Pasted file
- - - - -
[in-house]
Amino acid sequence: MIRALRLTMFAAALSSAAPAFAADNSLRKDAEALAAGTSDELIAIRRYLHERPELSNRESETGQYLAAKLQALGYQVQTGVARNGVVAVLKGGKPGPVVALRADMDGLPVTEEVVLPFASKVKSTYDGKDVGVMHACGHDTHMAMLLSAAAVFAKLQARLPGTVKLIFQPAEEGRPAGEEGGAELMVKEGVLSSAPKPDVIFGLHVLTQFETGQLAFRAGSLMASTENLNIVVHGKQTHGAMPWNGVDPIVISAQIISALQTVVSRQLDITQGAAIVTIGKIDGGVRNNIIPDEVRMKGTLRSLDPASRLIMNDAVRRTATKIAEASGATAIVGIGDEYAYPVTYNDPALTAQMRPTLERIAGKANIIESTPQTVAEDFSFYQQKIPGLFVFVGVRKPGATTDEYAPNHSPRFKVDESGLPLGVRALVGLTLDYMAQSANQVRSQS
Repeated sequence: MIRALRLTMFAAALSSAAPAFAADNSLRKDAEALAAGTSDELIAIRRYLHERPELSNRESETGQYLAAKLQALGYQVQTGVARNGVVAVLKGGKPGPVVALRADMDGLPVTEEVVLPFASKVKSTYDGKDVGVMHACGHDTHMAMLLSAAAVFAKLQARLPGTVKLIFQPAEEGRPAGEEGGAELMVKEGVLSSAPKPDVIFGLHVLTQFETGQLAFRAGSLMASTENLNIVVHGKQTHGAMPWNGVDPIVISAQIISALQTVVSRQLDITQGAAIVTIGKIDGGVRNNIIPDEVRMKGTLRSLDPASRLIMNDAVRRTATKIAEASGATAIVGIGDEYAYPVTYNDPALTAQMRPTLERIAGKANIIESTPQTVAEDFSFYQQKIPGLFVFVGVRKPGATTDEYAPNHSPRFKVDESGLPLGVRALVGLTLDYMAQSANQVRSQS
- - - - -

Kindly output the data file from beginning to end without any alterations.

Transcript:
[in-house]
Amino acid sequence: MIRALRLTMFAAALSSAAPAFAADNSLRKDAEALAAGTSDELIAIRRYLHERPELSNRESETGQYLAAKLQALGYQVQTGVARNGVVAVLKGGKPGPVVALRADMDGLPVTEEVVLPFASKVKSTYDGKDVGVMHACGHDTHMAMLLSAAAVFAKLQARLPGTVKLIFQPAEEGRPAGEEGGAELMVKEGVLSSAPKPDVIFGLHVLTQFETGQLAFRAGSLMASTENLNIVVHGKQTHGAMPWNGVDPIVISAQIISALQTVVSRQLDITQGAAIVTIGKIDGGVRNNIIPDEVRMKGTLRSLDPASRLIMNDAVRRTATKIAEASGATAIVGIGDEYAYPVTYNDPALTAQMRPTLERIAGKANIIESTPQTVAEDFSFYQQKIPGLFVFVGVRKPGATTDEYAPNHSPRFKVDESGLPLGVRALVGLTLDYMAQSANQVRSQS
Repeated sequence: MIRALRLTMFAAALSSAAPAFAADNSLRKDAEALAAGTSDELIAIRRYLHERPELSNRESETGQYLAAKLQALGYQVQTGVARNGVVAVLKGGKPGPVVALRADMDGLPVTEEVVLPFASKVKSTYDGKDVGVMHACGHDTHMAMLLSAAAVFAKLQARLPGTVKLIFQPAEEGRPAGEEGGAELMVKEGVLSSAPKPDVIFGLHVLTQFETGQLAFRAGSLMASTENLNIVVHGKQTHGAMPWNGVDPIVISAQIISALQTVVSRQLDITQGAAIVTIGKIDGGVRNNIIPDEVRMKGTLRSLDPASRLIMNDAVRRTATKIAEASGATAIVGIGDEYAYPVTYNDPALTAQMRPTLERIAGKANIIESTPQTVAEDFSFYQQKIPGLFVFVGVRKPGATTDEYAPNHSPRFKVDESGLPLGVRALVGLTLDYMAQSANQVRSQS